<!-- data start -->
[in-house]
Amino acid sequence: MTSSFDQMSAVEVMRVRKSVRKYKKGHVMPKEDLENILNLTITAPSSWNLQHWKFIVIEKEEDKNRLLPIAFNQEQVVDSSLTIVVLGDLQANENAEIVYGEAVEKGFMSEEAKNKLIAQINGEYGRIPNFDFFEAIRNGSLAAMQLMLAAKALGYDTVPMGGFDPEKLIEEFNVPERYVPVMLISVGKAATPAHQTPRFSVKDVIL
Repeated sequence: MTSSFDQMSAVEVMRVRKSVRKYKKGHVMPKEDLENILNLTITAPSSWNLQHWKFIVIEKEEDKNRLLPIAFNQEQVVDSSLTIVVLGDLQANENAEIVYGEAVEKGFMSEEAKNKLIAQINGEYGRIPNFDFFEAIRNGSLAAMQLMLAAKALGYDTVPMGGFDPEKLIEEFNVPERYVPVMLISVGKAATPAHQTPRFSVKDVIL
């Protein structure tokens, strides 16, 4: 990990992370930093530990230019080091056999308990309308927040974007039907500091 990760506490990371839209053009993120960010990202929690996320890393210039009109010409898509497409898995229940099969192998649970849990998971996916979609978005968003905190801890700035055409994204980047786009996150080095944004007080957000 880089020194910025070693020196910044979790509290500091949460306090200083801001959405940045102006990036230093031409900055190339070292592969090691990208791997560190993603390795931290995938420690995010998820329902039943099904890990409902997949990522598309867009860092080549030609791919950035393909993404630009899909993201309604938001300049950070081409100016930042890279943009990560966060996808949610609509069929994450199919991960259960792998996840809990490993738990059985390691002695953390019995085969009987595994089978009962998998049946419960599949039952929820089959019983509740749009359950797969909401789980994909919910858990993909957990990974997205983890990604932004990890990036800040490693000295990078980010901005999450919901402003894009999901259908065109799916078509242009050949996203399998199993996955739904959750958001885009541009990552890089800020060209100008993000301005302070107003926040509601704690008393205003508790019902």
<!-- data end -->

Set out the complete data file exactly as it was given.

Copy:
[in-house]
Amino acid sequence: MTSSFDQMSAVEVMRVRKSVRKYKKGHVMPKEDLENILNLTITAPSSWNLQHWKFIVIEKEEDKNRLLPIAFNQEQVVDSSLTIVVLGDLQANENAEIVYGEAVEKGFMSEEAKNKLIAQINGEYGRIPNFDFFEAIRNGSLAAMQLMLAAKALGYDTVPMGGFDPEKLIEEFNVPERYVPVMLISVGKAATPAHQTPRFSVKDVIL
Repeated sequence: MTSSFDQMSAVEVMRVRKSVRKYKKGHVMPKEDLENILNLTITAPSSWNLQHWKFIVIEKEEDKNRLLPIAFNQEQVVDSSLTIVVLGDLQANENAEIVYGEAVEKGFMSEEAKNKLIAQINGEYGRIPNFDFFEAIRNGSLAAMQLMLAAKALGYDTVPMGGFDPEKLIEEFNVPERYVPVMLISVGKAATPAHQTPRFSVKDVIL
């Protein structure tokens, strides 16, 4: 990990992370930093530990230019080091056999308990309308927040974007039907500091 990760506490990371839209053009993120960010990202929690996320890393210039009109010409898509497409898995229940099969192998649970849990998971996916979609978005968003905190801890700035055409994204980047786009996150080095944004007080957000 880089020194910025070693020196910044979790509290500091949460306090200083801001959405940045102006990036230093031409900055190339070292592969090691990208791997560190993603390795931290995938420690995010998820329902039943099904890990409902997949990522598309867009860092080549030609791919950035393909993404630009899909993201309604938001300049950070081409100016930042890279943009990560966060996808949610609509069929994450199919991960259960792998996840809990490993738990059985390691002695953390019995085969009987595994089978009962998998049946419960599949039952929820089959019983509740749009359950797969909401789980994909919910858990993909957990990974997205983890990604932004990890990036800040490693000295990078980010901005999450919901402003894009999901259908065109799916078509242009050949996203399998199993996955739904959750958001885009541009990552890089800020060209100008993000301005302070107003926040509601704690008393205003508790019902």